3.3.2 Comparison with the daytime production of HNO3

During the daytime, the formation of NO3- is mainly from the gas–particle partitioning of the gas-phase HNO3 formed via the OH+NO2 reaction. Hence, the daytime formation potential of HNO3 (p(HNO3)) can be treated as the upper limit for the locally produced daytime aerosol nitrate. To calculate the daytime p(HNO3), a box model based on MCM v3.3.1 was used to derive the mixing ratio of OH and the rates of OH+NO2 as described in Sect. 2.4. This model was previously used in our study at Wangdu in northern China (Tham et al., 2016). The calculated mixing ratios of OH at Wangdu with this model compared well with those observed by the laser-induced fluorescence (LIF) technique (Tan et al., 2017). In the present study, the average daytime OH (07:00 to 17:00) mixing ratios were 1.71 to 3.82×106 molec cm−3 from 3 to 7 January, as listed in Table 4, with the maximum values reaching 3.24 to 6.71×106 molec cm−3. The detailed results for OH can be found in Fig. S3.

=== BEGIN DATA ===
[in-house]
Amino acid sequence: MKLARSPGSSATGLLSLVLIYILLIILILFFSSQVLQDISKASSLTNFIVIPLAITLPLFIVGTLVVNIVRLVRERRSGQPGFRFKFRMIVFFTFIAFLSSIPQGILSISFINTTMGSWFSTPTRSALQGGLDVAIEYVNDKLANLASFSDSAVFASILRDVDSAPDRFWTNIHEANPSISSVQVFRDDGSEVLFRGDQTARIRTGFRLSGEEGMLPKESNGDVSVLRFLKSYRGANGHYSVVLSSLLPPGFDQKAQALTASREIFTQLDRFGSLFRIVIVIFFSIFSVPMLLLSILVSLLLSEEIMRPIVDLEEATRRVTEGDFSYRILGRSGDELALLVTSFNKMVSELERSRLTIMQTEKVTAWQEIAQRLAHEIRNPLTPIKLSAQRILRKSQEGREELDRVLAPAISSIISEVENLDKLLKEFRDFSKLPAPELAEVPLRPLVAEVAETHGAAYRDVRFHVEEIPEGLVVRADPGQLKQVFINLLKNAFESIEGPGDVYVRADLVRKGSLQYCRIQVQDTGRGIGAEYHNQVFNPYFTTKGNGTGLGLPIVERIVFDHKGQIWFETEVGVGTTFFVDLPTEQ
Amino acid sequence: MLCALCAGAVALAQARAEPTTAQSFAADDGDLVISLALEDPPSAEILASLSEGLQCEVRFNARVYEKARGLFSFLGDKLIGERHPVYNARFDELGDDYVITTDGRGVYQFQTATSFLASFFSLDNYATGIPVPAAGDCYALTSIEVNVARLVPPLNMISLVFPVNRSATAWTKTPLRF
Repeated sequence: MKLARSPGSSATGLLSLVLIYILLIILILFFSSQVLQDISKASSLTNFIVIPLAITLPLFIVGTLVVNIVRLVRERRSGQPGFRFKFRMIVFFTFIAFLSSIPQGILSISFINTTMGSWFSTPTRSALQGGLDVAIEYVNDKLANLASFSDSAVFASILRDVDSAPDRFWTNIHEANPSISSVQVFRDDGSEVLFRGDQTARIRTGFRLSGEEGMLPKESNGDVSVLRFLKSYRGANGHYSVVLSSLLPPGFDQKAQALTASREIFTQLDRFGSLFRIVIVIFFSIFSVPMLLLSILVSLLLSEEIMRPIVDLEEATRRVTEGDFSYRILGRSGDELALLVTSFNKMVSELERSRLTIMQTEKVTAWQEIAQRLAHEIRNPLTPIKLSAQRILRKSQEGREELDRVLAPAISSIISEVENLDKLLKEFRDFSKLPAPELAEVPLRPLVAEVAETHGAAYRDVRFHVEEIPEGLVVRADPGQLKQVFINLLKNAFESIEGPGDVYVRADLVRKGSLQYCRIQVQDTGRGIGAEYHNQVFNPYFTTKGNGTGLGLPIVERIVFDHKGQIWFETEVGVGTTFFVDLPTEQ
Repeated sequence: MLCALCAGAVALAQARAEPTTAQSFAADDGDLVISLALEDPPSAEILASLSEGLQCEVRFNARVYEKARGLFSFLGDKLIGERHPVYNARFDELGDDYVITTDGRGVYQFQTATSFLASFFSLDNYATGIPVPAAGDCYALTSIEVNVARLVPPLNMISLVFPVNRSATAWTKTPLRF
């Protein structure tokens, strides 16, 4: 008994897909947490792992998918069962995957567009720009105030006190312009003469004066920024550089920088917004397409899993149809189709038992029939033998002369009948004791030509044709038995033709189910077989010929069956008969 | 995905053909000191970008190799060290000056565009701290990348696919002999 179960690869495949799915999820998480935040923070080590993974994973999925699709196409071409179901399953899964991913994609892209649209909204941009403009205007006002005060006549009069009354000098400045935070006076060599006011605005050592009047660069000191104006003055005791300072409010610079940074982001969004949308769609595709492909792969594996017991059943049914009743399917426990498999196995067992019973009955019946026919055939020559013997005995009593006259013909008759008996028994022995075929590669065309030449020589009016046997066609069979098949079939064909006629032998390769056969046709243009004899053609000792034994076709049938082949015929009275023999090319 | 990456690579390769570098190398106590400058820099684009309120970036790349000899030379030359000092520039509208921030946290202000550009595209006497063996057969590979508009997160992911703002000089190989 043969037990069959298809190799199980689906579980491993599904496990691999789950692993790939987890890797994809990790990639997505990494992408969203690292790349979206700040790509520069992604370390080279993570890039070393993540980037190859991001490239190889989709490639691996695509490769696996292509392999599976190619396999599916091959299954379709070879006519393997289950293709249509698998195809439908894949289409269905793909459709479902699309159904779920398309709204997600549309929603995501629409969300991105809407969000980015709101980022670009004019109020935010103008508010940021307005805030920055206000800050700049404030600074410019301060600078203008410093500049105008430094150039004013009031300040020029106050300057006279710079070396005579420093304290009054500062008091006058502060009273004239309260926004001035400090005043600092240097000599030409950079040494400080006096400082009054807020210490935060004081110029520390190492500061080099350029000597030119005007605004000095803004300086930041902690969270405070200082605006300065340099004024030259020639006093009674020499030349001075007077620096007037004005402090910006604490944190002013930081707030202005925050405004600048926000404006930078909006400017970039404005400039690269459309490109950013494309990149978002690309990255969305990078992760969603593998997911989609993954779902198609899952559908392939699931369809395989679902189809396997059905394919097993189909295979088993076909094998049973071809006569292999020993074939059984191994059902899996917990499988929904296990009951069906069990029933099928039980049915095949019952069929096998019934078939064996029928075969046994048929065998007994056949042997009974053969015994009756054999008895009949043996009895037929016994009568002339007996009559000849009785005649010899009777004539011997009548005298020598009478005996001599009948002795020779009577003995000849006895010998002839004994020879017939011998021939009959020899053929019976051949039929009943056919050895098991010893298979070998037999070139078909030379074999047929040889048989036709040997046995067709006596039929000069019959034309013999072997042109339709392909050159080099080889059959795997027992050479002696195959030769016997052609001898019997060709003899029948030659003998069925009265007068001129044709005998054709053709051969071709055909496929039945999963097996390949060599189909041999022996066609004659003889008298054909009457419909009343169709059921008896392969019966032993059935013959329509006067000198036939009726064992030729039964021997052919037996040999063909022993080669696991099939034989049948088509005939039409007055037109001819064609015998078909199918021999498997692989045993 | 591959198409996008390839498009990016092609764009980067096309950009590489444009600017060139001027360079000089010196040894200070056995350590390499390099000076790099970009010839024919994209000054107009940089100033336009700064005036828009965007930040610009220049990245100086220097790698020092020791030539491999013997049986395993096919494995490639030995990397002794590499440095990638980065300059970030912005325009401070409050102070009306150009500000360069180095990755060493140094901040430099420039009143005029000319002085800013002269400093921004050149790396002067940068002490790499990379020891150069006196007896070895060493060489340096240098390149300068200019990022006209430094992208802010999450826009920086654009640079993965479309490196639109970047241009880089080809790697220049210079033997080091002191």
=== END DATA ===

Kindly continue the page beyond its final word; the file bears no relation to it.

Table 4Average OH mixing ratio and rate of OH+NO2 during the daytime (07:00 to 17:00 LT) from 3 to 7 January 2017.

Download Print Version | Download XLSX

The average production rates of HNO3 via the OH+NO2 reaction were 1.40 to 5.21 ppbv h−1 from 3 to 7 January, and the integrated formation potential of HNO3 during the daytime was 35.7 to 131.8 µg m−3, which was comparable to the nighttime p(NO3-) that ranged from 69.3 to 102.9 µg m−3 (Fig. 7). The nighttime production of nitrate via the heterogeneous uptake of N2O5 accounted for 43.8 % to 57.7 % of the total nitrate (NO3-+HNO3) produced in a 24 h period at the site. These results underscored the important role of N2O5 heterogeneous chemistry in nitrate formation in this severe winter haze in southern China.

4 Concluding remarks

With the use of concurrent measurements of nitrate, ClNO2, and related pollutants, this study demonstrates the important contribution of N2O5 heterogeneous uptake in nitrate formation. Current chemical transport models have difficulties simulating this nitrate production pathway. Therefore, more research efforts are needed to improve the representations of γN2O5 and ϕClNO2 for the better prediction of nitrate in the models. The observation-based approach presented here can be applied to investigate nitrate formation in other areas.

Data availability

The data used in this study are available upon request from Tao Wang ( and Dingli Yue (


The supplement related to this article is available online at:

Author contributions